Case Report

Hemolytic Anemia: A Rare Side Effect Related with IVIG Therapy in Stevens-Johnson Syndrome


  • Cüneyt Kara
  • Sevim Baysak
  • Zuhal Erçin
  • Tuğba Falay Gür
  • Sevil Savaş Erdoğan
  • Bilal Doğan

Received Date: 27.11.2020 Accepted Date: 05.02.2021 J Turk Acad Dermatol 2021;15(2):53-56

Intravenous immunoglobulin (IVIG) is commonly used as replacement therapy in immunodeficiency disorders and in higher doses for certain autoimmune and inflammatory conditions. Dermatomyositis, Kawasaki disease, pyoderma gangrenosum, Stevens-Johnson syndrome (SJS), toxic epidermal necrolysis, pemphigus group and bullous pemhigoid are the most common indications for IVIG treatment. Common side effects of IVIG include headache, flu-like symptoms, nausea, chills, rash, backache, and hypotension. Rare serious adverse events, including anaphylaxis, acute renal failure, aseptic meningitis, transfusion-related acute lung injury, and thrombo-embolic events may also ocur. Only a few cases of hemolytic anemia associated with IVIG therapy have been reported to date. We present a case of hemolytic anemia after IVIG therapy in a patient with SJS.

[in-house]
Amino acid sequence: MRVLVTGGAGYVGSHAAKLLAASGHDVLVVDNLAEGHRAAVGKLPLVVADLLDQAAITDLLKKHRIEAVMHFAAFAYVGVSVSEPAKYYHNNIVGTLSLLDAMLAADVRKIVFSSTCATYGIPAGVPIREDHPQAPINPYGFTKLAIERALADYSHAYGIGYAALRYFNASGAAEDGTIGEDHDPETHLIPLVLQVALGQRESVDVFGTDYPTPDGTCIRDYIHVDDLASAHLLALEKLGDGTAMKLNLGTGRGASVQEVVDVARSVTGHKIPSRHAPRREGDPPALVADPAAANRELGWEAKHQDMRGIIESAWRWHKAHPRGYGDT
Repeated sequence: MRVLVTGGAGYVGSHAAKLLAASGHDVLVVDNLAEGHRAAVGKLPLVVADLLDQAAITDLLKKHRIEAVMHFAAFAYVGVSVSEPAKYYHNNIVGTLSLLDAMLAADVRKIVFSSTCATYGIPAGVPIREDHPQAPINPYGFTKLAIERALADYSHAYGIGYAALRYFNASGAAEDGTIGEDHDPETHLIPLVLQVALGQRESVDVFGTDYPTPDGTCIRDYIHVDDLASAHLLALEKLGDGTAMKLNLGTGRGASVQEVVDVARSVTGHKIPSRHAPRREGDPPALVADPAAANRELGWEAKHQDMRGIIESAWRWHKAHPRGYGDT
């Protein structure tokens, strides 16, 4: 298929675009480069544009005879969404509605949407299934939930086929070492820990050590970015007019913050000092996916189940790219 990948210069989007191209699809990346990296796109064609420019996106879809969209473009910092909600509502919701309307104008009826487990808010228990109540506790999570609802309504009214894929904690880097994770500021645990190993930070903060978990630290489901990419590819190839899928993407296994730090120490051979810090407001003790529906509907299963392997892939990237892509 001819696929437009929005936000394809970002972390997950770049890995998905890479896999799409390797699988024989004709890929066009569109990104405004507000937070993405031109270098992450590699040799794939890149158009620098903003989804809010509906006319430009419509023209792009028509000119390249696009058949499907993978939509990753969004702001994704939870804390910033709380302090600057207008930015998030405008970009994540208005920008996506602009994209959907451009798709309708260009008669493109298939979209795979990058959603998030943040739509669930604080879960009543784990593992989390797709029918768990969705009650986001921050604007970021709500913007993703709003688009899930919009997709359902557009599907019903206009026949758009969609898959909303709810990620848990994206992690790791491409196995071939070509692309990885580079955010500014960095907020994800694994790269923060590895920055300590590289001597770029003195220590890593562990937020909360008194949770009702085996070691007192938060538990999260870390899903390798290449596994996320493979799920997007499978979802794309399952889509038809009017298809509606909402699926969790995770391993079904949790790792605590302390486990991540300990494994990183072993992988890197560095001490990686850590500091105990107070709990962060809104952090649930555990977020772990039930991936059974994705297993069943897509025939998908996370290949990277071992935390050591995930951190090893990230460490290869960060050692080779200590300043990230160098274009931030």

Keywords: Stevens-Johnson syndrome, Intravenous immunoglobulin, Hemolytic anemia


Stevens-Johnson syndrome (SJS) and toxic epidermal necrolysis (TEN) are rare and serious cutaneous adverse reactions, associated with high mortality [1]. SJS/TEN can be defined as fissuration of the necrotic epidermis and erosion of mucous membranes of varying severity [2]. SJS/TEN are usually caused by an allergic reaction based on drugs including antibiotics, non-steroidal anti-inflammatory agents, anti-convulsants and allopurinol [3,4]. Infections, including mycoplasma infection, are also known as possible causes of SJS in yong patients [4,5,6]. Many therapeutic methods are used in its treatmet including systemic steroids, plasmapheresis and immunosuppressant drugs [4,7,8]. Its thought that fas blocking antibodies occuring naturally duration of intravenous immunoglobulin (IVIG) inhibit fas mediated keratinocyte apoptosis [9] and therefore they are used in treatment [10]. We present a case with SJS developed hemolytic anemia during IVIG treatment.